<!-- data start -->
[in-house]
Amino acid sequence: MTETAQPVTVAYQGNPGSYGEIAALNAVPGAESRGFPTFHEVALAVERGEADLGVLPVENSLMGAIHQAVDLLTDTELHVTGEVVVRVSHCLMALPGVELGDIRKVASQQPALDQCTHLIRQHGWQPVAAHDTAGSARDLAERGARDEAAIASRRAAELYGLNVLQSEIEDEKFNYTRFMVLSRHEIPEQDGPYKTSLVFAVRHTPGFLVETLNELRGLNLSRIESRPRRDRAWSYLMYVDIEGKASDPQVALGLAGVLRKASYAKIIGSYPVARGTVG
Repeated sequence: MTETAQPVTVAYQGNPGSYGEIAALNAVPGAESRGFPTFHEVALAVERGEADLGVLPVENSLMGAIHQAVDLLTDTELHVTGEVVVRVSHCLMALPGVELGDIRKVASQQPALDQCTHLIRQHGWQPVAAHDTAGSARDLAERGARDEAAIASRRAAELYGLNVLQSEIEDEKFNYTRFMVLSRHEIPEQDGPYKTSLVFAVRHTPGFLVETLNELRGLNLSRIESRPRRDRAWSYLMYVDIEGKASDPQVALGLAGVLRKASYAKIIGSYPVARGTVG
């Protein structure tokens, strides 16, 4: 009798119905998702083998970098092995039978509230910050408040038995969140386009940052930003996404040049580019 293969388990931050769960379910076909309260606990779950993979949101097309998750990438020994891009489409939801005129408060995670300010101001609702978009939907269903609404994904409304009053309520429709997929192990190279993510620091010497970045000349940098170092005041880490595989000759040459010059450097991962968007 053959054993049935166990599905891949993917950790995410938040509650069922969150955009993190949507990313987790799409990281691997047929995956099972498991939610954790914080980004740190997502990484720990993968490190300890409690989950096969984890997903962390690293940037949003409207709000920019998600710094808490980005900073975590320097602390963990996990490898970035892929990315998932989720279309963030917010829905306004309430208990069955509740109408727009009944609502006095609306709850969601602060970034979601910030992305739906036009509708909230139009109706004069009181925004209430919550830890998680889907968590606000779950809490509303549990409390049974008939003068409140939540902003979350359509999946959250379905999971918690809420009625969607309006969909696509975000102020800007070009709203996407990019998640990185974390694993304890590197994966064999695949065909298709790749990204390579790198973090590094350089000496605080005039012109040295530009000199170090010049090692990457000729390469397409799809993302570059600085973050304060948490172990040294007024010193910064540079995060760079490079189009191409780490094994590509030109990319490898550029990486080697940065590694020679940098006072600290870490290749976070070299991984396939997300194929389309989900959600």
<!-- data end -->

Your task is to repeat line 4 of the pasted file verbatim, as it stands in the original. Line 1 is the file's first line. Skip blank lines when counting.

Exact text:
């Protein structure tokens, strides 16, 4: 009798119905998702083998970098092995039978509230910050408040038995969140386009940052930003996404040049580019 293969388990931050769960379910076909309260606990779950993979949101097309998750990438020994891009489409939801005129408060995670300010101001609702978009939907269903609404994904409304009053309520429709997929192990190279993510620091010497970045000349940098170092005041880490595989000759040459010059450097991962968007 053959054993049935166990599905891949993917950790995410938040509650069922969150955009993190949507990313987790799409990281691997047929995956099972498991939610954790914080980004740190997502990484720990993968490190300890409690989950096969984890997903962390690293940037949003409207709000920019998600710094808490980005900073975590320097602390963990996990490898970035892929990315998932989720279309963030917010829905306004309430208990069955509740109408727009009944609502006095609306709850969601602060970034979601910030992305739906036009509708909230139009109706004069009181925004209430919550830890998680889907968590606000779950809490509303549990409390049974008939003068409140939540902003979350359509999946959250379905999971918690809420009625969607309006969909696509975000102020800007070009709203996407990019998640990185974390694993304890590197994966064999695949065909298709790749990204390579790198973090590094350089000496605080005039012109040295530009000199170090010049090692990457000729390469397409799809993302570059600085973050304060948490172990040294007024010193910064540079995060760079490079189009191409780490094994590509030109990319490898550029990486080697940065590694020679940098006072600290870490290749976070070299991984396939997300194929389309989900959600």